Shortly after my diagnosis, a physician I knew socially said, “Call me if you have questions. I’m board certified in palliative care.” I was polite, but quietly took offense: how dare he tell me I was dying when he wasn’t even my doctor? Like many people, I had only ever heard the term “palliative care” in connection with hospice. I thought it meant keeping patients comfortable after they gave up on getting better.
Not long after that, though, Dr. Saraiya explained that he, too, is board certified in palliative care — and that palliative care doesn’t just mean hospice care. Palliative care, he explained, is treating a patient’s symptoms to help the patient feel better and have a better quality of life, regardless of what other treatment is or is not pursued. Essentially, any treatment not directly targeting the actual cancer is palliative care; that includes pain relief, psychological and emotional support, attention to your gastrointestinal health, and more. Palliative care can be offered together with treatments like surgery, chemotherapy, radiation, and genetically targeted medicine.
Getting palliative care from the very beginning of your treatment may not only give you a better quality of life, but also buy you more time on this earth with the people you love. From 2006 to 2009, physicians studied “early palliative care” – palliative care offered within the first three weeks of diagnosis – in patients with metastatic non-small-cell lung cancer at Massachusetts General Hospital in Boston. They found that lung cancer patients who received palliative care throughout their treatment, beginning within the first couple of months after diagnosis, not only had a better quality of life, but also lived longer. Even though patients in the palliative care group were less likely to choose aggressive end-of-life treatment, their median survival time after diagnosis was 11.6 months, as opposed to 8.9 months for the standard-care-only group. You can read the whole study here: http://www.nejm.org/doi/full/10.1056/NEJMoa1000678#t=abstract
In practice, Dr. Saraiya’s expertise in palliative care meant that every time I saw him, he not only looked at my CT scans, listened to my breathing, and thought about what clinical trials might be available for me, but also patiently asked me simple questions about things that may not be the most glamorous topics in medicine, but meant as much for my day-to-day well-being as the size of the hazy areas in my lungs. Did I have pain? On a scale of one to ten, how severe was my pain? Was I having normal bowel movements? How was my sleep? Was I able to work on my graduate studies, and teach? How was I doing emotionally? He never failed to ask about my daughter and my partner. From time to time, he reminded me that even though I liked to be very matter-of-fact and brave, it was all right to be upset, even to cry. Expressing my feelings might even help me sleep better.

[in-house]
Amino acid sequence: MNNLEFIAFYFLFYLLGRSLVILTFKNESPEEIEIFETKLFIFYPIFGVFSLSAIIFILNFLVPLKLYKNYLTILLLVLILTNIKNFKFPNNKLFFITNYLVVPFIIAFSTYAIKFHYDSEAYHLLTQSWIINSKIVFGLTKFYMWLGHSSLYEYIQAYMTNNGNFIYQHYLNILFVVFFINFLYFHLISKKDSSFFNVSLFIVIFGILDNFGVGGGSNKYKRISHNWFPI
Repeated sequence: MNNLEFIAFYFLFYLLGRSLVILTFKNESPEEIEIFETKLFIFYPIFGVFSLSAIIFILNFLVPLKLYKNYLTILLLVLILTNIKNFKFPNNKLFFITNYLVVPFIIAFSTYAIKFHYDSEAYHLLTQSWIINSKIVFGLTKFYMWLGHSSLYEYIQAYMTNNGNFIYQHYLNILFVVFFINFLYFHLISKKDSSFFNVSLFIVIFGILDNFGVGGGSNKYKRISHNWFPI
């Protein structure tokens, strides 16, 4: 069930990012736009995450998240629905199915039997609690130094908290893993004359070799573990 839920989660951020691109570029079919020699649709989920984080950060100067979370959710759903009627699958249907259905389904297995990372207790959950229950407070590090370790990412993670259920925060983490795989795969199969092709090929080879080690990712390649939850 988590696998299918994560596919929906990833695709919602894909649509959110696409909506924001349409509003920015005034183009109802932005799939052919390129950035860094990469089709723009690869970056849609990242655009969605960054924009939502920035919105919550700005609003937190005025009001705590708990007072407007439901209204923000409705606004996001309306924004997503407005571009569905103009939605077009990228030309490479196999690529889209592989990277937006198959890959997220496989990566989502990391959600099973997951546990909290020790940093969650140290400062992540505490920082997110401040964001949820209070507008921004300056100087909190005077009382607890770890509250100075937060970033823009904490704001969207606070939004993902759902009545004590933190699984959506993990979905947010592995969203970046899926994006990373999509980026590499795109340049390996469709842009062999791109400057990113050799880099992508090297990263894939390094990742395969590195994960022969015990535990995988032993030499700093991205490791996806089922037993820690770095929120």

Together, we fine-tuned my pain medications, making adjustments as we went along. I was nervous about compromising my alertness, but it turned out I didn’t actually need very much to take care of my pain. I was frustrated that I was so hoarse I had trouble speaking above a whisper; with Dr. Saraiya’s encouragement, I saw an otolaryngologist (that’s an ear-nose-throat doctor), who was able to determine that the cancer itself was not affecting my vocal cords, and adding an anti-reflux medication could relieve the irritation in my throat and help me talk normally again. Treating my pain and my hoarse voice had no impact on whether the cancer in my lungs grew or shrank; but those treatments made me much more able to function as a student, as a teacher, and as a parent.
If a doctor recommends “palliative care,” please don’t be scared! It doesn’t mean your doctor is giving up on you. It means he or she wants to help you feel as good as you can possibly feel, not only sometime down the road if you should decide to stop aggressive treatments, but also right now when you’re trying everything to beat back the cancer cells.
Note: Actually, if your doctor recommends palliative care, ask what your doctor means by that. If your doctor is board-certified in palliative care or refers you to someone who is, mentions the New England Journal of Medicine article, and/or explains that you can have palliative care concurrently with treatments aimed at stopping or slowing the cancer, then he or she probably means what I mean. It’s possible, though, that your doctor may not be educated about early or concurrent palliative care. So, be sure to ask questions.